While her theatre credits include an impressive list of productions, it is evident Hall is relishing this particular role and the chance to reprise it.

My greatest love is performing in front of an audience, especially comedy

Hall has a wickedly good sense of humour, is gracious, elegant and charming. But it’s this sense of fun that has captured audience hearts around the world. Hall confesses she simply loves playing the role of Mrs Robinson.

“Fun! This role is great fun. It’s a contemporary theatre piece. During the time the film came out, women had freedom because of The Pill and it was so shocking at the time to express this when the film was released. But love is love. People fall in love with other people of different ages all the time. Mrs Robinson is just a very naughty woman who drinks too much and has inappropriate sex.”

When Hall is asked whether she can identify with the character, she responds, “I admit I have a way with difficult men”, much to the amusement of the swooning media.

As an actor, a woman gets to a certain age and it is rare to be offered such a great role. Normally you get offered the role of the mother. Mrs Robinson is a sexual predator, an older woman who is wicked and fun. I love the way she plays cat and mouse

Hall says she has loved working with the different actors in each production and delights in observing the differences in audiences around the world. Hall mentioned that there was a particular line in the play that she thought was very funny, but to her dismay the London audiences never laughed. Thankfully the Perth audiences always laughed, perhaps, she surmises, because of the influence of American TV on Australia. I suspect Hall is eager to see whether the Melbourne audiences have a similar sense of humour.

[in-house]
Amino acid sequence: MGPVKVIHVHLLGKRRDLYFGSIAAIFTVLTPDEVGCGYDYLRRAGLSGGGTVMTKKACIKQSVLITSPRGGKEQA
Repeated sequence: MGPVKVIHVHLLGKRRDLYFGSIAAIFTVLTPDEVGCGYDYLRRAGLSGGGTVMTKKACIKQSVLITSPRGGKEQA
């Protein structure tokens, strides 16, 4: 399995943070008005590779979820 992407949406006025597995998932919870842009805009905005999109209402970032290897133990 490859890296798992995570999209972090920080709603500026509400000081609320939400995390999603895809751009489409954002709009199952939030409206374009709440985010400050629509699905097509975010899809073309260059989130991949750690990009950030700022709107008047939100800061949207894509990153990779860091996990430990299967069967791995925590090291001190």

Hall confirmed that the role of Benjamin Braddock has not yet been cast but she has been happily assisting with the casting process, cheekily admitting that both actors were “very cute so I am happy with that!”

[pull_left]But love is love. People fall in love with other people of different ages all the time. Mrs Robinson is just a very naughty woman who drinks too much and has inappropriate sex[/pull_left]Questions from the media quickly turned to the famous nude scene. Hall admitted that the first time this scene was played out was quite horrible. As she disrobed “fifty photographers all stood up and starting snapping away.” Despite this paparazzi onslaught from the London press, she overcame her initial fears and it soon became her favourite part of the play. Maybe, she admits, because she felt a little liberated, but mostly “because it is so shocking and naughty and the audience love it and it is tastefully done.” She then quips a cheeky reply, “Of course I am not really naked on stage, after all, she is still in her high heels!”

Beyond her career and much publicised love life, Hall reveals her greatest role to date is that of mother to her four children to Mick Jagger, Elizabeth, James, Georgia May and Gabriel. When she talks about her children, her entire being lights up. When asked how she managed to juggle life on the road with a family, she simply states that she always works to keep her family together.

“My children are fantastic. I don’t know that I did anything that special; I was there and I cooked their dinner. We always had an open house with friends coming over to share a meal. I really believe that it is important to let your children make mistakes and learn from the consequences. I am so proud of them. They turned out to be really great people.”